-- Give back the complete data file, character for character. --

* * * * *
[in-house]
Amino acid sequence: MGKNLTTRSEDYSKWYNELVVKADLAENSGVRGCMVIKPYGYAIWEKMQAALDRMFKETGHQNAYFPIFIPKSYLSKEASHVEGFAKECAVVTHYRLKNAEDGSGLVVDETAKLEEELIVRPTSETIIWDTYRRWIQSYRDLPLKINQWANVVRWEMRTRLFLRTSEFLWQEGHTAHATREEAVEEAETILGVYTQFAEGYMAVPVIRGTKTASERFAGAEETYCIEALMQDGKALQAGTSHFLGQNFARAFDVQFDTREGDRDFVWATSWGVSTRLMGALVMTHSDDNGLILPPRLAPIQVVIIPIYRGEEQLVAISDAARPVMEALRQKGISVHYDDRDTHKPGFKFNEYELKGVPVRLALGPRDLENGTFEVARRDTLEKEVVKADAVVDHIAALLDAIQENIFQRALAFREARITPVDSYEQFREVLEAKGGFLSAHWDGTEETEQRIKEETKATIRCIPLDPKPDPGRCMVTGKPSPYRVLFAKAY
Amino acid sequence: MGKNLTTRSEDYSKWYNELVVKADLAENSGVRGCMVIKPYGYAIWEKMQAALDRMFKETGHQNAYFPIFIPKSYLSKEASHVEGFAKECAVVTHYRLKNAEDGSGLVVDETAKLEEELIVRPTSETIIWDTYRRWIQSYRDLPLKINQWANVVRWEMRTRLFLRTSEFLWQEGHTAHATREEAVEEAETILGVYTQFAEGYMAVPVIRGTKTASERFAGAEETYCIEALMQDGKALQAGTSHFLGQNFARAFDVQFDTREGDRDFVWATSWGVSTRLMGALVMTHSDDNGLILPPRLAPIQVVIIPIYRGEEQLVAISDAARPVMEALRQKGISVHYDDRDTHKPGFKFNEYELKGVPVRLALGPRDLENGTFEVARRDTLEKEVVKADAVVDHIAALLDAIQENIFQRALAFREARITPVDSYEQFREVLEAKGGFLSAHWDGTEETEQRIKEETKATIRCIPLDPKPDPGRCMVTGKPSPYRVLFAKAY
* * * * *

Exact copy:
[in-house]
Amino acid sequence: MGKNLTTRSEDYSKWYNELVVKADLAENSGVRGCMVIKPYGYAIWEKMQAALDRMFKETGHQNAYFPIFIPKSYLSKEASHVEGFAKECAVVTHYRLKNAEDGSGLVVDETAKLEEELIVRPTSETIIWDTYRRWIQSYRDLPLKINQWANVVRWEMRTRLFLRTSEFLWQEGHTAHATREEAVEEAETILGVYTQFAEGYMAVPVIRGTKTASERFAGAEETYCIEALMQDGKALQAGTSHFLGQNFARAFDVQFDTREGDRDFVWATSWGVSTRLMGALVMTHSDDNGLILPPRLAPIQVVIIPIYRGEEQLVAISDAARPVMEALRQKGISVHYDDRDTHKPGFKFNEYELKGVPVRLALGPRDLENGTFEVARRDTLEKEVVKADAVVDHIAALLDAIQENIFQRALAFREARITPVDSYEQFREVLEAKGGFLSAHWDGTEETEQRIKEETKATIRCIPLDPKPDPGRCMVTGKPSPYRVLFAKAY
Amino acid sequence: MGKNLTTRSEDYSKWYNELVVKADLAENSGVRGCMVIKPYGYAIWEKMQAALDRMFKETGHQNAYFPIFIPKSYLSKEASHVEGFAKECAVVTHYRLKNAEDGSGLVVDETAKLEEELIVRPTSETIIWDTYRRWIQSYRDLPLKINQWANVVRWEMRTRLFLRTSEFLWQEGHTAHATREEAVEEAETILGVYTQFAEGYMAVPVIRGTKTASERFAGAEETYCIEALMQDGKALQAGTSHFLGQNFARAFDVQFDTREGDRDFVWATSWGVSTRLMGALVMTHSDDNGLILPPRLAPIQVVIIPIYRGEEQLVAISDAARPVMEALRQKGISVHYDDRDTHKPGFKFNEYELKGVPVRLALGPRDLENGTFEVARRDTLEKEVVKADAVVDHIAALLDAIQENIFQRALAFREARITPVDSYEQFREVLEAKGGFLSAHWDGTEETEQRIKEETKATIRCIPLDPKPDPGRCMVTGKPSPYRVLFAKAY